The ‘Everywhere War’ in APC and the State of the Nation
By Adagbo Onoja
Whether conservative, casual, careless or critical, no one can afford to be indifferent to a ruling party. In that sense, there is something to worry about in respect of the ‘Everywhere War’ that has broken out in Nigeria’s ruling party, the All Progressives Congress. Originally, ‘Everywhere War’ was deployed to suggest the widespread or arbitrary nature of the ‘Global War on Terror’. It is adapted here to suggest that the APC as well as the government it formed is now engulfed in wars everywhere. The signals for the space of omnidirectional wars had informed a strenuous call for a government of national unity which was assumed to be capable of shielding the country from the consequences of a centre that should but is finding it difficult to hold. However, the country is still lost in the entertaining value of the crackling. Three of the theatres are most inviting.
The Presidency as a Space of Inter-Cabalistic Tackles
The Presidency is like the poser in the communal rhetoric about where else the eye might be turned to if not the sky. It is the most potent symbol of the nation. It is, in fact, sovereignty because it has all the instruments of sovereign power in its formal and even informal terms. In Africa where the informal sector counts more than the formal sector, the informal powers of a Nigerian president are more fearsome. It is doubtful if voters ponder the implications of investing one individual with the formal and informal powers a Nigerian president enjoys. Can any normal individual resist the temptations that such powers confer on him or her? It is not clear if this was the same thing Atiku Abubakar had in mind when he once called for stripping The Presidency of some of the powers. The world is watching if he would do that should he win the presidency.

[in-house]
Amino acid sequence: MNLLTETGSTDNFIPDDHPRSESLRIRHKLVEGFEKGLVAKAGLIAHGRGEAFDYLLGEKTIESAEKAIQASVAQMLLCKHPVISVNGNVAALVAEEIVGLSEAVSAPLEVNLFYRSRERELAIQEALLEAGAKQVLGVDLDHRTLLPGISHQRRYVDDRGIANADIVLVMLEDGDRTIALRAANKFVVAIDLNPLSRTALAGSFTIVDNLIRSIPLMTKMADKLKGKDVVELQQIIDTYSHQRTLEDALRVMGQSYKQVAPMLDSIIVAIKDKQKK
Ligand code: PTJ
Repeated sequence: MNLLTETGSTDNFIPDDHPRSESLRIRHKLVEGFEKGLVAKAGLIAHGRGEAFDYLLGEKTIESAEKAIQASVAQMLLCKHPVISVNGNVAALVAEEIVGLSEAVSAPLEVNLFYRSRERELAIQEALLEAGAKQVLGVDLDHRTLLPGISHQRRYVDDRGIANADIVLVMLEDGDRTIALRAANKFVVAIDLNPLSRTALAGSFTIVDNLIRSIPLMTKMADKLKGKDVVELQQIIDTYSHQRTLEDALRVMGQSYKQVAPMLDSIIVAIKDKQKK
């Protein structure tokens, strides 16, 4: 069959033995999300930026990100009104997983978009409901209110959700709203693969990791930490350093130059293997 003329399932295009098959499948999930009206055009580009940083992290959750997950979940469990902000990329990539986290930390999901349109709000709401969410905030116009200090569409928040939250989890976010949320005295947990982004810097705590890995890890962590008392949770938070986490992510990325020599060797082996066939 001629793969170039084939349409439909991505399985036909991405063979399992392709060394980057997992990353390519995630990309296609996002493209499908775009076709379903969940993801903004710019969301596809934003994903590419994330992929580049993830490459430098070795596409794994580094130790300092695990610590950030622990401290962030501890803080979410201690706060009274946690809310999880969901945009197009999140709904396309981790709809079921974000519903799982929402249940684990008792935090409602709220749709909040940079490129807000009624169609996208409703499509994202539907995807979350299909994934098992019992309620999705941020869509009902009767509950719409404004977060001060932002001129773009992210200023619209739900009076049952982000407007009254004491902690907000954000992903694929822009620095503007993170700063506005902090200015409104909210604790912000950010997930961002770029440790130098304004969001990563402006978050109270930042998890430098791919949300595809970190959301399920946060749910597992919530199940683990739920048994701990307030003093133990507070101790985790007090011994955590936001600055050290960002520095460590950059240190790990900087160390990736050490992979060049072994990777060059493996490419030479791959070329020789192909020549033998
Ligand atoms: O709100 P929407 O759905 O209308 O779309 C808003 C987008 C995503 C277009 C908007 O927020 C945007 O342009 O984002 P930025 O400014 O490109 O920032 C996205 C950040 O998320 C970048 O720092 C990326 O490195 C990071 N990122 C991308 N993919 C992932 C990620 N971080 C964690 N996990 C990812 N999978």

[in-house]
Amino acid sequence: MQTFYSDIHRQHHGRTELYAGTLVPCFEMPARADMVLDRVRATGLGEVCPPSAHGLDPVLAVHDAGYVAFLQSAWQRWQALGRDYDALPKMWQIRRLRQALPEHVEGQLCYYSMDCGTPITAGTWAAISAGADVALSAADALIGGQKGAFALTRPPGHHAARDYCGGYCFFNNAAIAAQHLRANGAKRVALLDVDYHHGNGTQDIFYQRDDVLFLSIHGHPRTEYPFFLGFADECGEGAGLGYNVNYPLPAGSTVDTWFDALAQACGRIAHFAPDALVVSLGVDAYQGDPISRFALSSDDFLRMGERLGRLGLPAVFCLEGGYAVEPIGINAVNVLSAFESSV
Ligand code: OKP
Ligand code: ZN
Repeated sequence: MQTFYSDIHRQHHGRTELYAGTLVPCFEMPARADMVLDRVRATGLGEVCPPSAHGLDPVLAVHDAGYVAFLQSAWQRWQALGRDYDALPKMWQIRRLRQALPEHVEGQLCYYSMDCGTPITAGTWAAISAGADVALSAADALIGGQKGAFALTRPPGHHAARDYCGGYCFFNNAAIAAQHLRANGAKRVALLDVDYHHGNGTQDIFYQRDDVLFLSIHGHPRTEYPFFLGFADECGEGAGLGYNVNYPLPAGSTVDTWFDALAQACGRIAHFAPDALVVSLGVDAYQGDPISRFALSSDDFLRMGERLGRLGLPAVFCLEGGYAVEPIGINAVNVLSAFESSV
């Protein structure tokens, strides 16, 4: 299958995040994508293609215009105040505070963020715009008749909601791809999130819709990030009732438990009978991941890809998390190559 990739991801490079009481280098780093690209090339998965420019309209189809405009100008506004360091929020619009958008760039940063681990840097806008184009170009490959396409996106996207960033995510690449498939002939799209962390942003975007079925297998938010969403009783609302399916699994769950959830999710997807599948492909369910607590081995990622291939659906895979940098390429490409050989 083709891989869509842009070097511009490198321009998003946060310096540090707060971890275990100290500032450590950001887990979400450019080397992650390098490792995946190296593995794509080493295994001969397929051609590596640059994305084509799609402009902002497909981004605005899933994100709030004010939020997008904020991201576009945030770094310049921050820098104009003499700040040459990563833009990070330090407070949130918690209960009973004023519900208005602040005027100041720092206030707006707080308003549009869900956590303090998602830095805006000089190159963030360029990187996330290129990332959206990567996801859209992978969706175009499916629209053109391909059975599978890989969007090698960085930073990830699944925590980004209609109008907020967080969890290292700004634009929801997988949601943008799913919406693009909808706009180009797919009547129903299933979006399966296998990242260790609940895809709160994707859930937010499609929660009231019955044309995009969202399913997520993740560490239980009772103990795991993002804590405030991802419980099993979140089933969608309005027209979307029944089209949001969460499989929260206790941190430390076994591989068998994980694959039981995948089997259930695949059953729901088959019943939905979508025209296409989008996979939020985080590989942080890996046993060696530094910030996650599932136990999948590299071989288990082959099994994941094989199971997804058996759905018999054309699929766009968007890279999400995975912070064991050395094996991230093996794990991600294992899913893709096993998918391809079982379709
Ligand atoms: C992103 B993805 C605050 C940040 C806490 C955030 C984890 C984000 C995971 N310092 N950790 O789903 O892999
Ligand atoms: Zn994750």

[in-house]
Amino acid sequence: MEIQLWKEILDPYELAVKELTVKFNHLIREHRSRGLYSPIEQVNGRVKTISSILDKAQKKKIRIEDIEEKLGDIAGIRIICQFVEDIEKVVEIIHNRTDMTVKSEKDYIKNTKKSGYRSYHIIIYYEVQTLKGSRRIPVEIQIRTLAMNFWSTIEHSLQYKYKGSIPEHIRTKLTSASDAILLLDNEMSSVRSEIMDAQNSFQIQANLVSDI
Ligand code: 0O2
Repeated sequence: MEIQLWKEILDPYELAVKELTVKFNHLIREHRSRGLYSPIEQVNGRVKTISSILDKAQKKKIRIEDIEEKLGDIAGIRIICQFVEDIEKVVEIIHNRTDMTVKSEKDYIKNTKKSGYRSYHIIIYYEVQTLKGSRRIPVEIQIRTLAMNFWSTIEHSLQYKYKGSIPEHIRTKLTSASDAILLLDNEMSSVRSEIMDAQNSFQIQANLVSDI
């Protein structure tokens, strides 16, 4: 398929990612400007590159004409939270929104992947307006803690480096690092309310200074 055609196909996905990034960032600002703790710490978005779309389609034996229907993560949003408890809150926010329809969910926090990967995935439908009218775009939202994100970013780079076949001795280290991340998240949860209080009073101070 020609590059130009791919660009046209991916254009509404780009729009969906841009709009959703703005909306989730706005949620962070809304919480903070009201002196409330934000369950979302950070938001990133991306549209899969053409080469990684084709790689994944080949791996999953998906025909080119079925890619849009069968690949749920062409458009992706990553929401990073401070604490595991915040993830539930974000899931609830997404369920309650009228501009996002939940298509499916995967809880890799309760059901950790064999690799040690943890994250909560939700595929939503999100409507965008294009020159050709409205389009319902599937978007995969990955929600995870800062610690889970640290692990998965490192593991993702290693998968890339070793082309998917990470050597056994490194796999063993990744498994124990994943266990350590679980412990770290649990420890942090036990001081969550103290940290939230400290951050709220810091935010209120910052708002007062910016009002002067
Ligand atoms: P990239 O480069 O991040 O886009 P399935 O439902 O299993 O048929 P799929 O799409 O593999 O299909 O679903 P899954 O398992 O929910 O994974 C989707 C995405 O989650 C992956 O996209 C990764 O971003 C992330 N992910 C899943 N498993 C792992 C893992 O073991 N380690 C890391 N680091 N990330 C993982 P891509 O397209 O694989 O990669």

The Presidency as a space of war at the moment is composed of two theatres. The first is the image war for and against the president himself. When the image is bad, everything else can go bad. And President Buhari’s image is bad. Only time will tell whether he got the bad image from his many traducers or his image is the coming to the fore of his essential self. For now, the image of someone using corruption as a cover to undo perceived enemies, the image of someone ready to cover up corruption; the image of a supporter of Fulani militia/Islamisation and the image of someone without much grip on knowledge itself are all very pervasively believed. Image is thus a crisis for both the person of the president and his leadership. Very few persons can survive bad image.